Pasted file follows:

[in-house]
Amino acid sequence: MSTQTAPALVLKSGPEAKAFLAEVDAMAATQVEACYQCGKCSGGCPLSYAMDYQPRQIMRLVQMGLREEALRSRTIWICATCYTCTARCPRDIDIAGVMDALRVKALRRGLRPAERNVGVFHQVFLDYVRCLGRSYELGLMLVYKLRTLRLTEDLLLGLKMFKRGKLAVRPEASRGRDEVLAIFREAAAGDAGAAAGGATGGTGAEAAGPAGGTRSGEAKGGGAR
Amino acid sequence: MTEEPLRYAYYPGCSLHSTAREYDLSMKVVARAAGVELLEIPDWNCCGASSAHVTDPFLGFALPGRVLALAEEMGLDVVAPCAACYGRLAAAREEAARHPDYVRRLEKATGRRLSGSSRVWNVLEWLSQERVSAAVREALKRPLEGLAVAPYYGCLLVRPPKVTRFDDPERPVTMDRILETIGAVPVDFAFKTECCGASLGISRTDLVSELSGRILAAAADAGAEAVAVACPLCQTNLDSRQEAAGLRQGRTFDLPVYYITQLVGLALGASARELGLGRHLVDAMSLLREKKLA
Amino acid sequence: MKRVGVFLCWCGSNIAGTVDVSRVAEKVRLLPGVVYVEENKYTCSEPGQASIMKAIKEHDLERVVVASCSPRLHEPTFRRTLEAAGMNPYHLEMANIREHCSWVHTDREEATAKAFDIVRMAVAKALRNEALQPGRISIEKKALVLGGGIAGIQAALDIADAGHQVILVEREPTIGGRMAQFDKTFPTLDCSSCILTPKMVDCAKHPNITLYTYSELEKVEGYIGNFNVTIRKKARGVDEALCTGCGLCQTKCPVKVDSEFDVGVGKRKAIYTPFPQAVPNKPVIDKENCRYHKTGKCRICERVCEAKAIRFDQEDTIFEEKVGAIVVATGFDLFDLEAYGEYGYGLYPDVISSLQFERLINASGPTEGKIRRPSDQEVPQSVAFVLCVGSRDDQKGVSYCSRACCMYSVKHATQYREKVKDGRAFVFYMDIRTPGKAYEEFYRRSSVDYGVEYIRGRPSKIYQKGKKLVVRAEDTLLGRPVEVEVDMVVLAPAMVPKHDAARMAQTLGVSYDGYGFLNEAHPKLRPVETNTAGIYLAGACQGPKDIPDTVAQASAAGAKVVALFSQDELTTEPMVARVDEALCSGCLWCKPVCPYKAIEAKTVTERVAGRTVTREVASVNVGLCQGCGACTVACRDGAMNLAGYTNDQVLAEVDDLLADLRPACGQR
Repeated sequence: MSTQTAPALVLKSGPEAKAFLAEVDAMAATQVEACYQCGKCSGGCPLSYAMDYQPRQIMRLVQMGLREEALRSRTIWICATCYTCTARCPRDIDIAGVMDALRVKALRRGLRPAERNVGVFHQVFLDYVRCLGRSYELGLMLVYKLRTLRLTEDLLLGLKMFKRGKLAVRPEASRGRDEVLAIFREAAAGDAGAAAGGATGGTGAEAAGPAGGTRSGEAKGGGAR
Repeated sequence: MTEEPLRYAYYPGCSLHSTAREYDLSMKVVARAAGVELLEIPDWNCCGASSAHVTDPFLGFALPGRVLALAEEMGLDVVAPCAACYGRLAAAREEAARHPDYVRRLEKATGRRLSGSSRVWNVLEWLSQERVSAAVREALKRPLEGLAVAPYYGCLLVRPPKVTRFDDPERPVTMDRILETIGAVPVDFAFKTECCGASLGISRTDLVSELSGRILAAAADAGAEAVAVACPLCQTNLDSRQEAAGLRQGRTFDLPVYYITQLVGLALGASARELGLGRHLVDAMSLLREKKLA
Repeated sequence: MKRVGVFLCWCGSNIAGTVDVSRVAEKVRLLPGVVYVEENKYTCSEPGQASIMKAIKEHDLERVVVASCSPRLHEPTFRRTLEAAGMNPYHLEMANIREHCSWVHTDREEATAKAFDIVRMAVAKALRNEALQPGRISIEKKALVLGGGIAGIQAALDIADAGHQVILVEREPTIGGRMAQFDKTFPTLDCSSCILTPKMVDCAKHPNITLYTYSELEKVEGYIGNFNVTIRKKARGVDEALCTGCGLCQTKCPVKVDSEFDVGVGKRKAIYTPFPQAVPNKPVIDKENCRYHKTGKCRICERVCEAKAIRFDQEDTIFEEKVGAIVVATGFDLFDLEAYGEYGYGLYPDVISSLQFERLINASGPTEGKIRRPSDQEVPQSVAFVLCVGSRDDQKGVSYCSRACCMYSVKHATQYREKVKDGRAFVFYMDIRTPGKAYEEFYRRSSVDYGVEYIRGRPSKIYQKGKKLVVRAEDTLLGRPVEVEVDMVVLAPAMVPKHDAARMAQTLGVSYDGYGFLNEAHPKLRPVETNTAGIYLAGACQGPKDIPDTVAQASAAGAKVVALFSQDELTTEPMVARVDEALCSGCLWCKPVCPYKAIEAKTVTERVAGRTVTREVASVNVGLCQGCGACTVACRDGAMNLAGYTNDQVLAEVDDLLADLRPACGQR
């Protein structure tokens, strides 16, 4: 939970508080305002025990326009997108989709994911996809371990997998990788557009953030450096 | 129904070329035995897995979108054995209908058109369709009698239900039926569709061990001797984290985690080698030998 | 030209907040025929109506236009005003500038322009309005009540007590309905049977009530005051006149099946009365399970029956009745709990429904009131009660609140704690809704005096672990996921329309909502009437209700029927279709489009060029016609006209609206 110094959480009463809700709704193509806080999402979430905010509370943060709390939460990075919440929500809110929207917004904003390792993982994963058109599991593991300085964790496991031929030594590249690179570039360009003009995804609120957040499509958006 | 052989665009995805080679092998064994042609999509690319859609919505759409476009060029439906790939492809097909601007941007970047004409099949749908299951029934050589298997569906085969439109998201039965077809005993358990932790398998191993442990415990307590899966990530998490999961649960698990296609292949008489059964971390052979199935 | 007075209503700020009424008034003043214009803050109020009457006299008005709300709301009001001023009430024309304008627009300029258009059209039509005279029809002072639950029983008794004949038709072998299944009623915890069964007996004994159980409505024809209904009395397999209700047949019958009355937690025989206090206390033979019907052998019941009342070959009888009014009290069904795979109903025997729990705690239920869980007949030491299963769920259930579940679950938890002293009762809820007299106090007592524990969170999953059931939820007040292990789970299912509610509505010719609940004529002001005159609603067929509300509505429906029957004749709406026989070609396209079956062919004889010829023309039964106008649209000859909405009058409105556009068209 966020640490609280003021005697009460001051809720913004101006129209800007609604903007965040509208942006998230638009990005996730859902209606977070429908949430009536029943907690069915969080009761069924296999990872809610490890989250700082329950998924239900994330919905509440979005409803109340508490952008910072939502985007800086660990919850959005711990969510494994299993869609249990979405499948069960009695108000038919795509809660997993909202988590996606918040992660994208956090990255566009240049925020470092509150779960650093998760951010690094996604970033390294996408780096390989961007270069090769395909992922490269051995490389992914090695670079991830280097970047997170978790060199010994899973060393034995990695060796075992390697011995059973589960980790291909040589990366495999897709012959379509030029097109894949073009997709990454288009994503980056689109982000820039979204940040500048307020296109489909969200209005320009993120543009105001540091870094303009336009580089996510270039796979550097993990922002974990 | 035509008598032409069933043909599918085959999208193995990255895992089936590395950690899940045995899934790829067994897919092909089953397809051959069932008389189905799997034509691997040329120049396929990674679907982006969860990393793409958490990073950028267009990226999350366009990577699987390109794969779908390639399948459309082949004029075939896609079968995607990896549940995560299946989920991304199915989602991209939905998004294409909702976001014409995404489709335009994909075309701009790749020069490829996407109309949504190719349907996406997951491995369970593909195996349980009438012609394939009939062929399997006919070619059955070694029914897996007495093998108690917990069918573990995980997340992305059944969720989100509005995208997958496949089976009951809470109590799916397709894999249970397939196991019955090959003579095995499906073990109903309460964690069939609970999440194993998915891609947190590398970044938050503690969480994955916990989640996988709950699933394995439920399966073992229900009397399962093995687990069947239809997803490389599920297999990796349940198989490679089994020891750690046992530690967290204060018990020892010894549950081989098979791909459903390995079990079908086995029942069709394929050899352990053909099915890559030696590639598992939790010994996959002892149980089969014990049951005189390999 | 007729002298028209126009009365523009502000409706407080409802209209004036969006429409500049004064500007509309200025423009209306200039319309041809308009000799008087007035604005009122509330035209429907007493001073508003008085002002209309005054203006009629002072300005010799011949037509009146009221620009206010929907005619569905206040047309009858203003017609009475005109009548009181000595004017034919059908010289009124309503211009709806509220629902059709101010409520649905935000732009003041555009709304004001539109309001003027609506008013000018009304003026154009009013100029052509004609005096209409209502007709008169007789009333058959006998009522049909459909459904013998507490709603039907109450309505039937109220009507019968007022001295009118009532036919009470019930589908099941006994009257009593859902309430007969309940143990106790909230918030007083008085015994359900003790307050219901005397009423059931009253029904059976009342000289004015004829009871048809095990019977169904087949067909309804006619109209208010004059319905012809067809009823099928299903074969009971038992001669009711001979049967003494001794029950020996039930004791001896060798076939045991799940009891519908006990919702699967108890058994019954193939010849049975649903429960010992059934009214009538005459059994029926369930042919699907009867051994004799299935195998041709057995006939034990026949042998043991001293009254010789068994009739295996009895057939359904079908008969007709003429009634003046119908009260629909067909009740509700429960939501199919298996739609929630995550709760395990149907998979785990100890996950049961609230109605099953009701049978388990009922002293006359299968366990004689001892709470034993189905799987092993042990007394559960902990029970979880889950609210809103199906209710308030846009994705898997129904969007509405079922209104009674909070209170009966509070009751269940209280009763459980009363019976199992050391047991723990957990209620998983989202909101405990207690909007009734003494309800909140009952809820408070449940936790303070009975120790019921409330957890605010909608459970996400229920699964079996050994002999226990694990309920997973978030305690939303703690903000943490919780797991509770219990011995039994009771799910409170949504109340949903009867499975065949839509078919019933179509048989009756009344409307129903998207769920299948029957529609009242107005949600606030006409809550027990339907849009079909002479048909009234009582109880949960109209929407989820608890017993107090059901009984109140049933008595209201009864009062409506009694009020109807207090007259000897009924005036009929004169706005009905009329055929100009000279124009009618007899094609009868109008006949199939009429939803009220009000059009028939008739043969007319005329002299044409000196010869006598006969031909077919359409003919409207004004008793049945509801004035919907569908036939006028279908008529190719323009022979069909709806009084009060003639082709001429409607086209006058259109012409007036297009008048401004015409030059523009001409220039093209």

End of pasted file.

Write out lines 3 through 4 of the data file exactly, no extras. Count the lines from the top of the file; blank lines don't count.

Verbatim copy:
Amino acid sequence: MTEEPLRYAYYPGCSLHSTAREYDLSMKVVARAAGVELLEIPDWNCCGASSAHVTDPFLGFALPGRVLALAEEMGLDVVAPCAACYGRLAAAREEAARHPDYVRRLEKATGRRLSGSSRVWNVLEWLSQERVSAAVREALKRPLEGLAVAPYYGCLLVRPPKVTRFDDPERPVTMDRILETIGAVPVDFAFKTECCGASLGISRTDLVSELSGRILAAAADAGAEAVAVACPLCQTNLDSRQEAAGLRQGRTFDLPVYYITQLVGLALGASARELGLGRHLVDAMSLLREKKLA
Amino acid sequence: MKRVGVFLCWCGSNIAGTVDVSRVAEKVRLLPGVVYVEENKYTCSEPGQASIMKAIKEHDLERVVVASCSPRLHEPTFRRTLEAAGMNPYHLEMANIREHCSWVHTDREEATAKAFDIVRMAVAKALRNEALQPGRISIEKKALVLGGGIAGIQAALDIADAGHQVILVEREPTIGGRMAQFDKTFPTLDCSSCILTPKMVDCAKHPNITLYTYSELEKVEGYIGNFNVTIRKKARGVDEALCTGCGLCQTKCPVKVDSEFDVGVGKRKAIYTPFPQAVPNKPVIDKENCRYHKTGKCRICERVCEAKAIRFDQEDTIFEEKVGAIVVATGFDLFDLEAYGEYGYGLYPDVISSLQFERLINASGPTEGKIRRPSDQEVPQSVAFVLCVGSRDDQKGVSYCSRACCMYSVKHATQYREKVKDGRAFVFYMDIRTPGKAYEEFYRRSSVDYGVEYIRGRPSKIYQKGKKLVVRAEDTLLGRPVEVEVDMVVLAPAMVPKHDAARMAQTLGVSYDGYGFLNEAHPKLRPVETNTAGIYLAGACQGPKDIPDTVAQASAAGAKVVALFSQDELTTEPMVARVDEALCSGCLWCKPVCPYKAIEAKTVTERVAGRTVTREVASVNVGLCQGCGACTVACRDGAMNLAGYTNDQVLAEVDDLLADLRPACGQR